MPs sending rude texts will receive anti-bullying training, said Yukon Party leader
According to their party leader, two Yukon Party MPs who have engaged in vulgar textual conversation about some of their political opponents will receive anti-bullying and harassment training.
The Yukon Party has been in damage control mode since the text conversation involving MPs Stacey Hassard and Wade Istchenko – two former cabinet ministers – was made public earlier this week.
Yukon Party Leader Currie Dixon apologized earlier this week and kicked the two MPs out of his party’s legislative committees and shadow cabinet. On Thursday, Dixon responded to growing pressure to further punish MPs, and said they would be enrolled in some training and education programs.
“We will be looking at the options that are available for this training and education, and we are aware of a number of programs that currently exist. But we want to make sure that we find the ones that are best suited for the situation,” Dixon said.
“Both MPs are sincere in their commitment to learn from this incident and better understand the issues.”
Dixon said his party would also develop a respectful workplace policy that will apply to all MPs, party staff and volunteers.
“ Blatantly transphobic ”
The exchange of texts involved Hassard, Istchenko and several others. The Liberal Party went public, saying Premier Sandy Silver appeared to have been inadvertently included in the panel discussion.
The texts contained rude comments about the three Yukon political party leaders, including references to their genitals.
The White River First Nation in Kluane riding in Istchenko called on their MP to step down, while other Indigenous groups urged Dixon to blame the two MPs for their “heinous” behavior and “Systemic violence” behind their offensive remarks.
Queer Yukon, a local advocacy group, released a statement Wednesday calling the exchange of MPs’ texts “blatantly transphobic” and “dehumanizing” with a focus on the genitals.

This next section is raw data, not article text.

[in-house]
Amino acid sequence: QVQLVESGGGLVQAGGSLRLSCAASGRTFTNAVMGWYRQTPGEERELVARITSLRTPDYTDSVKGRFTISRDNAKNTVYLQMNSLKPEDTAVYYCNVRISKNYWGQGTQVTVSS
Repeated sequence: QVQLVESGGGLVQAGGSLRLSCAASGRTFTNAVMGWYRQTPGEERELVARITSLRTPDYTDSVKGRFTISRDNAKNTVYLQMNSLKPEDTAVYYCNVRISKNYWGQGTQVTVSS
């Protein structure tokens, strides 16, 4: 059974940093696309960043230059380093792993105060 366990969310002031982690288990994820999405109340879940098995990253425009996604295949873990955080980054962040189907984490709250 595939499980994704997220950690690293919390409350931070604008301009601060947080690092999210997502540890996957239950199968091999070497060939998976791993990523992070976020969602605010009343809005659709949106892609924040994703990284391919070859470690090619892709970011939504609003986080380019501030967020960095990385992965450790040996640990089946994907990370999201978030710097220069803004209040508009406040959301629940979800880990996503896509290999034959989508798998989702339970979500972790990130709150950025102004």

Mona Luxion, president of Queer Yukon, also said on Thursday that the question went beyond those particular comments. Luxion spoke of a “gap” between the party’s public face and its less public discourse.
The Yukon Party actively campaigned this spring on an inclusive platform, Luxion said.
“And I think it’s really disappointing to see these kinds of comments coming less than a month after this engagement was made public,” they said.
“There seems to be a disconnect between what we hear from management and what we can see with our own eyes.”
The deputies are silent
Neither Hassard nor Istchenko have spoken publicly about their texts, beyond brief written statements of apology earlier this week. Dixon said Thursday he had not muzzled MPs.
Dixon says it’s his job as party leader to try to mend the relationship.
Luxion acknowledged that Queer Yukon got a “quick response” from Dixon, who told them he shared the group’s concerns and offered to meet.
Dixon also said Thursday that he plans to speak to Council of Yukon First Nations Grand Chief Peter Johnston, who has called for tougher sentences for MPs, including unpaid suspensions.
“It’s up to me to engage with these groups,” Dixon said.
“We’ll find a way forward to build those relationships. I mean, at the end of the day, you know, we’ll have to work together to move forward.”
In the meantime, Hassard and Istchenko will have less important roles in the next legislature, but their salaries will not be cut, Dixon said.
“I, or the Legislature, do not have the capacity to restrict wages, so as far as I know there will be no change in the way they are paid.”
When asked if the texts revealed larger systemic issues in his party, Dixon avoided a straightforward answer.
“Two MPs made inappropriate and offensive comments and they should be reprimanded for it, they should apologize for it and they should try to learn from them and move forward,” he said.
“And that’s what I think happened here.”